Southmead in Bristol, often becomes Westbury on Trym. This is because the main housing in the area is mainly council housing and the Westbury on Trym area is mainly private housing and an affluent area.
In North Leeds estate agents describe Ireland Wood (a former council estate) as either Cookridge (about a mile away)or Adel (one of the oldest parishes in England, with sky high property values). The thing is that Ireland Wood is not a bad part of Leeds. It's got good schools, good transport links, people take pride in the appearance of their homes, and the homes command a respectable price on the property market so I don't get why estate agents seem to be ashamed of the name Ireland Wood?
In south-east London, Deptford becomes West Greenwich in estate agent speak, while middle-class residents of Rotherhithe will speak only of Surrey Quays. See also the attempted renaming of Clerkenwell/ Hoxton/ Finsbury/ Spitalfields in London as Cityside.
There's an area near Gravesend, the unfashionable nothing town, that has decided to call itself Shorne West, to steal thunder from Shorne, a nearby village.
A rundown area of Blackburn, HigherCroft, is now apparently the West Pennine Moors. But the sheep would be ill if they ate the grass they have on those estates.
Do French estate agents describe Normandy as Lower Kent?
I've heard that Brixton is now Briton-Round-the-Cross.
A London estate agent once described a place in Archway as being in Hampstead Slopes. Very creative, but ultimately very disapponting.
This isn't new. A village in Dorset is now known as Briantspuddle, it was changed in the 19th Century from Briantspiddle.
A new housing development in Northampton in an area called Cotton End is now Riverside
Council tenants in Townhill, Swansea, who exercise their Right to Buy their home often find that this transports them off the estate and into the neighbouring (and more affluent) areas of Cockett or Sketty.
In Coventry, parts of down-at-heel Radford appear to have been renamed Lower Coundon by estate agents keen to cash in on the property boom in Coundon proper, while Chapelfields (nice enough in itself) is rapidly vanishing into Earlsdon and Coundon.
I live in a part of Battersea known as South Chelsea to many of the snobbier residents!
I thought calling Battersea South Chelsea was preposterous, but then I saw Kilburn re-named South Hampstead!
The Gateshead suburb of Low Fell, where lifestyles are better and house prices significantly higher, now seems to cover most of the town centre.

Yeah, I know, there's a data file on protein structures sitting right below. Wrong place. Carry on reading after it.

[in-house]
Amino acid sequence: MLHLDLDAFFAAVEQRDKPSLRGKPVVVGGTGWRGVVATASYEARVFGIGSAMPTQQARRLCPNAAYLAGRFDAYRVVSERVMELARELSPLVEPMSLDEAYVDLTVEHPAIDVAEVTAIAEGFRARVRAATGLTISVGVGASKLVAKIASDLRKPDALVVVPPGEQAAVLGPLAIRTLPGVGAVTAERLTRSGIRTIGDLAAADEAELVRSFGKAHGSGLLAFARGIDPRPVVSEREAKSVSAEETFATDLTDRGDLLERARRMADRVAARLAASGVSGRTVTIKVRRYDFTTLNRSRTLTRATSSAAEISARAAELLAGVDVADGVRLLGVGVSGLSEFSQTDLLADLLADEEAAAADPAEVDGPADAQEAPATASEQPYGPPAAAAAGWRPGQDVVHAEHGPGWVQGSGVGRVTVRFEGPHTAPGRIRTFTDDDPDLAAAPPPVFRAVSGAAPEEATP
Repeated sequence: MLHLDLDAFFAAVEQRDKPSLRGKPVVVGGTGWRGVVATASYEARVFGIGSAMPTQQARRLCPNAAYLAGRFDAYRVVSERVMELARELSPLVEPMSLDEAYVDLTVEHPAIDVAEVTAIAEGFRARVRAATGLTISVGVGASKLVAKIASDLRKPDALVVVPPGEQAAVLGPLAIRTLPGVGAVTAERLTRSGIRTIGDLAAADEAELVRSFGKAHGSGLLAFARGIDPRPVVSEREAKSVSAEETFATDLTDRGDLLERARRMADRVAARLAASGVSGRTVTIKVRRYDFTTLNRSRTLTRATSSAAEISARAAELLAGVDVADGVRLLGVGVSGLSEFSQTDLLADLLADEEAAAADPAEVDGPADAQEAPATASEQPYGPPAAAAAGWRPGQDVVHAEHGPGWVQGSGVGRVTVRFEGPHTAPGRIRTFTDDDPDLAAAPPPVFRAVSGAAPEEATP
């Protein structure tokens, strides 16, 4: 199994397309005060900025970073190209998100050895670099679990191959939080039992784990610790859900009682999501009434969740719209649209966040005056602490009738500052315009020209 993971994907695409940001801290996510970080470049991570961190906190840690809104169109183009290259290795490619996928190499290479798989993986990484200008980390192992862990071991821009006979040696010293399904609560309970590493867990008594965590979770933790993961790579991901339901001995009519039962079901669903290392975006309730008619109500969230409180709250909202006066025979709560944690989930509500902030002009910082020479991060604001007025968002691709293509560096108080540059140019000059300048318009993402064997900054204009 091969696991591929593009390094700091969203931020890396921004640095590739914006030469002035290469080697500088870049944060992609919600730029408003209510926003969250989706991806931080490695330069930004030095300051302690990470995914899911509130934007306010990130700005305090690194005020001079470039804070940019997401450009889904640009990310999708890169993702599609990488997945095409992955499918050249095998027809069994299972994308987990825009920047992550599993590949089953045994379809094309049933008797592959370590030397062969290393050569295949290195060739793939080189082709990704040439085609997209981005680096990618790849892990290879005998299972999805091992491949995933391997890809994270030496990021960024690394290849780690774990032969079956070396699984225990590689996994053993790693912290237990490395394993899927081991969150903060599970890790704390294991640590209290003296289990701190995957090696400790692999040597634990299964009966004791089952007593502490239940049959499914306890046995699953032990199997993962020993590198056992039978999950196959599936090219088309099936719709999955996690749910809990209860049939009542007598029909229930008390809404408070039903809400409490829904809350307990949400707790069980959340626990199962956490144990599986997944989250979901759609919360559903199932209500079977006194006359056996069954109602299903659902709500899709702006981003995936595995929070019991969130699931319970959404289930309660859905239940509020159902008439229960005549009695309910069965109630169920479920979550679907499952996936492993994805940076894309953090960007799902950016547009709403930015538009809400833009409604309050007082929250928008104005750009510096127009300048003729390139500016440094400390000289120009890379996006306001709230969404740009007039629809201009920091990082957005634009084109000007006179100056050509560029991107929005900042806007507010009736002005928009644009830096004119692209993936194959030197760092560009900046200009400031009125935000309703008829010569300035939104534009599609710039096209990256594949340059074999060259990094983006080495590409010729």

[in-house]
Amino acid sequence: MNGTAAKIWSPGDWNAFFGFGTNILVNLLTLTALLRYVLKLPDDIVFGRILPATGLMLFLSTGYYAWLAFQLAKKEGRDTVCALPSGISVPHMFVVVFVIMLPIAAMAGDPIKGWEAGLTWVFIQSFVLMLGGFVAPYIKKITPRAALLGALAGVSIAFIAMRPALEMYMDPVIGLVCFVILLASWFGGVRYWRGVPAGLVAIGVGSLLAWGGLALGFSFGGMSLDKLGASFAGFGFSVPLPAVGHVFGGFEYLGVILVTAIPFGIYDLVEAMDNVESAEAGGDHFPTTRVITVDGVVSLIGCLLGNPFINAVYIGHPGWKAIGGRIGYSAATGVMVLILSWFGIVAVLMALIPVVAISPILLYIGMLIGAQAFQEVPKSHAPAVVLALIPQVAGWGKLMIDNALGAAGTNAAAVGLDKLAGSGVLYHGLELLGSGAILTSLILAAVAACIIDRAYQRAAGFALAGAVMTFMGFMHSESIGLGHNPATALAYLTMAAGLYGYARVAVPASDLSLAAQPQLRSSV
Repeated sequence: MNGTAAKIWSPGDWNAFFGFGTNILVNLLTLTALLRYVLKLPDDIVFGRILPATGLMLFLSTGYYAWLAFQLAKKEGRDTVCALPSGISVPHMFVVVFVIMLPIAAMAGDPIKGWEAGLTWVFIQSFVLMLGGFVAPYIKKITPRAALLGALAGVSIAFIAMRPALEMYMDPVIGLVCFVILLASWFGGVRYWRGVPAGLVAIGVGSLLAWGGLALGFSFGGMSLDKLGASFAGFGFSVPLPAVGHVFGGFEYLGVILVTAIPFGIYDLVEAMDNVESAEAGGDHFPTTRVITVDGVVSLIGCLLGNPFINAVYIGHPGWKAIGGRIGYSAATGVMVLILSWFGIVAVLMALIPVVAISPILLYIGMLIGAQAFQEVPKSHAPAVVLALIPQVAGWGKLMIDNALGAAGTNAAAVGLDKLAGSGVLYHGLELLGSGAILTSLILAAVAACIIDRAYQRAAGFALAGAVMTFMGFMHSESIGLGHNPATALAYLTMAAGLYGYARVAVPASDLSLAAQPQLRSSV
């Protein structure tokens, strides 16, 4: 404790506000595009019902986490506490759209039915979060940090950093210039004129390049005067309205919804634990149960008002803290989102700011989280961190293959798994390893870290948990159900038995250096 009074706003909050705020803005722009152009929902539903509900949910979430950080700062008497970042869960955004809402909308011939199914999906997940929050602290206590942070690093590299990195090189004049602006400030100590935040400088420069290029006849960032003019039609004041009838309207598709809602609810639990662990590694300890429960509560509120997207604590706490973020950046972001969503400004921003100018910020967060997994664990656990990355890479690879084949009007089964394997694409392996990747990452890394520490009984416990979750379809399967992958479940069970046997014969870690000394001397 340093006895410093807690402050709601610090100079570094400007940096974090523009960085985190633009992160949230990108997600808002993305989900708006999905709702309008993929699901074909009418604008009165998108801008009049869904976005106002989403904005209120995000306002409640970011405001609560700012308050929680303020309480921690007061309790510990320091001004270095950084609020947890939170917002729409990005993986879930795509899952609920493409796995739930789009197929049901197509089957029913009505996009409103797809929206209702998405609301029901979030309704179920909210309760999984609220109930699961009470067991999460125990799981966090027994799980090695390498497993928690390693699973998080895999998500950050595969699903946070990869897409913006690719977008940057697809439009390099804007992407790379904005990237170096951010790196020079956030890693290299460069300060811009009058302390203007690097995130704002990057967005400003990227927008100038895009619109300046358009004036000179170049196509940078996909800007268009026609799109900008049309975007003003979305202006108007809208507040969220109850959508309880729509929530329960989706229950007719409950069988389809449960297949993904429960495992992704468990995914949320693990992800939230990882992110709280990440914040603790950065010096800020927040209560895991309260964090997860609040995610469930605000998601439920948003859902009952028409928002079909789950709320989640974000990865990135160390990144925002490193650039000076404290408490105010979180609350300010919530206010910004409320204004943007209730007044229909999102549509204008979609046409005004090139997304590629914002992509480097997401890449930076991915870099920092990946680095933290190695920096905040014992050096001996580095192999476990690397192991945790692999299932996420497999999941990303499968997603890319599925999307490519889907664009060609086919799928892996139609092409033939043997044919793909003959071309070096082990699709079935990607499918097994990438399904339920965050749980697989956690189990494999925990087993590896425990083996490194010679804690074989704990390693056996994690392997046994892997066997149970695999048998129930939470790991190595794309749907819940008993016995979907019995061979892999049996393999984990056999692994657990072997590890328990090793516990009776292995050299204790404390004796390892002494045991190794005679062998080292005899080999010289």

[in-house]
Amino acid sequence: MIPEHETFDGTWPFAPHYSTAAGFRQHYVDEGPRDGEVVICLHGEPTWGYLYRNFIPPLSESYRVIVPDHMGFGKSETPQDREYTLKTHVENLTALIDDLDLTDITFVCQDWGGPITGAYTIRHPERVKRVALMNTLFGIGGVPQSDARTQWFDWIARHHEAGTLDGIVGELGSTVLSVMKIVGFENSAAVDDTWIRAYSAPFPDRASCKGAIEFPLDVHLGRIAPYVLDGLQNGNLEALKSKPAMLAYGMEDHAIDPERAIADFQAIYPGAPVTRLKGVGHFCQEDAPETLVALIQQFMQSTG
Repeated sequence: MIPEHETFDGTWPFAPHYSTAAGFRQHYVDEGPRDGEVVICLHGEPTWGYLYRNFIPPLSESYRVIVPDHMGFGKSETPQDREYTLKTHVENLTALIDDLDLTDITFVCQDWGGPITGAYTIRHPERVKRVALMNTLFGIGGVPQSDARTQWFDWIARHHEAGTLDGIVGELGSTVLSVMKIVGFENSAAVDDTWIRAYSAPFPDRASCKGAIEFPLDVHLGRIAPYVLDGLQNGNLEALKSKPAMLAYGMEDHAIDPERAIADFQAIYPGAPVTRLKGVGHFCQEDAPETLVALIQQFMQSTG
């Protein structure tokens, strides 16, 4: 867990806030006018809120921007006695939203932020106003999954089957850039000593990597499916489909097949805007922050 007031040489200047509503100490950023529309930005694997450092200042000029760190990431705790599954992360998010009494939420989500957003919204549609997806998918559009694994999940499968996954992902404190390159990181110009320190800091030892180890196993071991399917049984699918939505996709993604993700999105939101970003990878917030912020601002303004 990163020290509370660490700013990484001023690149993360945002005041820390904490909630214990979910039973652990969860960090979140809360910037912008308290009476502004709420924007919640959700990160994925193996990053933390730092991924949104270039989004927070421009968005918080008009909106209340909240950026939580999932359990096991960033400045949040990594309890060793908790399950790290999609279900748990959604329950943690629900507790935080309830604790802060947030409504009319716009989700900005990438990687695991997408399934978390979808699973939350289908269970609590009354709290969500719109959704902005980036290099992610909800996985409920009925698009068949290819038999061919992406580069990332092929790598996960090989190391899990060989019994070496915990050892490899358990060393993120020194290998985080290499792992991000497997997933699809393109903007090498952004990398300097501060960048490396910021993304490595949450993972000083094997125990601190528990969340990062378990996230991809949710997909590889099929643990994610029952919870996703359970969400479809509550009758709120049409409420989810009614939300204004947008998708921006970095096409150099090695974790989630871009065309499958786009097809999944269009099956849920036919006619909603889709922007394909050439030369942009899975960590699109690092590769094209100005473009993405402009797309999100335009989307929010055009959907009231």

Could someone creative come up with a new moniker for Salford please? How about Lowryville?
Sometimes just a change in pronunciation is needed - for example, pronouncing Clapham as Clahm or ClayFarm.
It isn't called Peckham Village any more but Beckham Village. As a local estate agent told me: "It was Peckham but now it's gone Posh." Well the agent might think so....
When I lived in Windsor, I was surprised to learn I had a Slough postcode...just think about addressing a letter to Windsor Castle! No-one's safe!
The old barracks town of Shoeburyness lies to the east of Southend-on-Sea. In between lies the more affluent and desirable area of Thorpe Bay, which is strictly defined by the local postal delivery service as a set number of streets within the borough of Southend. Houses that are most definitely within the Shoeburyness postal region quite frequently slip over the border to Thorpe Bay when their owners feel the need to elevate the asking price!
It's been going on in Glasgow for years: people in Govanhill call it Crosshill, so those in Crosshill call it Queen's Park. Maryhill is North Kelvinside, Croftfoot is Upper King's Park, and I've only heard it tongue-in-cheek, but Castlemilk becomes Chateau-du-lait. And about half the east end is Mount Vernon, apparently.
I live in an area named by some residents as Upper Islington, although I am yet to spot the Blairs shopping on the Holloway Road!
In a small area of Barnes in south west London (itself a desirable enough address) the residents have taken to painting their Victorian terraced properties in a variety of pastel colours. At the same time, the local estate agents have taken to describing this area as Little Chelsea Urgh!
This sort of thing has been going on for some years. Saxon settlers on the borders of the ruined Roman town of Londinium renamed it Lundenwic (London Village). When that became an inner-city area, it was renamed as the rural sounding Covent Garden.
I hear Staines is to change its name to Wraysbury-on-Thames, which will only add an extra (guesstimate) £100,000 to property prices.
In Cardiff, Splott - which used to be quite a rough area but is now up-and-coming and quite nice really - has been re-pronounced Splo by some of its residents. And estate agents now call it Lower Roath.